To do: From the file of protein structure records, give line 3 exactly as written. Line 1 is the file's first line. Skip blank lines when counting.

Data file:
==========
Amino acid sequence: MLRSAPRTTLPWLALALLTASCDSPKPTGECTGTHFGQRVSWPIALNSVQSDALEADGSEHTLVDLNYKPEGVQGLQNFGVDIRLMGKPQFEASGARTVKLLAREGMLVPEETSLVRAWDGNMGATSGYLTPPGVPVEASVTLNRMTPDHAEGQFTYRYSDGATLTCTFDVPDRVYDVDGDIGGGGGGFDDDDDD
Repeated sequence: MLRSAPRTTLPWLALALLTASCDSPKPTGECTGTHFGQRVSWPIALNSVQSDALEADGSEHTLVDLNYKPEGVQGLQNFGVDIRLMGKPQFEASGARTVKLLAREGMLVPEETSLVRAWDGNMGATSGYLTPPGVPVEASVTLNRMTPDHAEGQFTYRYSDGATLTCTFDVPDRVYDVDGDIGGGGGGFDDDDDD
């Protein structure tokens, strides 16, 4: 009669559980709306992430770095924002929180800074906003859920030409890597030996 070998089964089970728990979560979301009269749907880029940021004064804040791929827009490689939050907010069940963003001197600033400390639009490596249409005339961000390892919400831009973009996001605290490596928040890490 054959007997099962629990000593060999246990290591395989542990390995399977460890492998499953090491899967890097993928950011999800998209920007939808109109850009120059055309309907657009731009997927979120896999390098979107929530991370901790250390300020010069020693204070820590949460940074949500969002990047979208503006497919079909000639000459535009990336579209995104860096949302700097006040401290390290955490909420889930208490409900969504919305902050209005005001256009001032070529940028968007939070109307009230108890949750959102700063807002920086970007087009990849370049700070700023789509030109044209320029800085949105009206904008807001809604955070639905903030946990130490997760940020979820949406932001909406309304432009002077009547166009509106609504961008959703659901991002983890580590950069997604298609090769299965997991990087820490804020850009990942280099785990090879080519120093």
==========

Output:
């Protein structure tokens, strides 16, 4: 009669559980709306992430770095924002929180800074906003859920030409890597030996 070998089964089970728990979560979301009269749907880029940021004064804040791929827009490689939050907010069940963003001197600033400390639009490596249409005339961000390892919400831009973009996001605290490596928040890490 054959007997099962629990000593060999246990290591395989542990390995399977460890492998499953090491899967890097993928950011999800998209920007939808109109850009120059055309309907657009731009997927979120896999390098979107929530991370901790250390300020010069020693204070820590949460940074949500969002990047979208503006497919079909000639000459535009990336579209995104860096949302700097006040401290390290955490909420889930208490409900969504919305902050209005005001256009001032070529940028968007939070109307009230108890949750959102700063807002920086970007087009990849370049700070700023789509030109044209320029800085949105009206904008807001809604955070639905903030946990130490997760940020979820949406932001909406309304432009002077009547166009509106609504961008959703659901991002983890580590950069997604298609090769299965997991990087820490804020850009990942280099785990090879080519120093």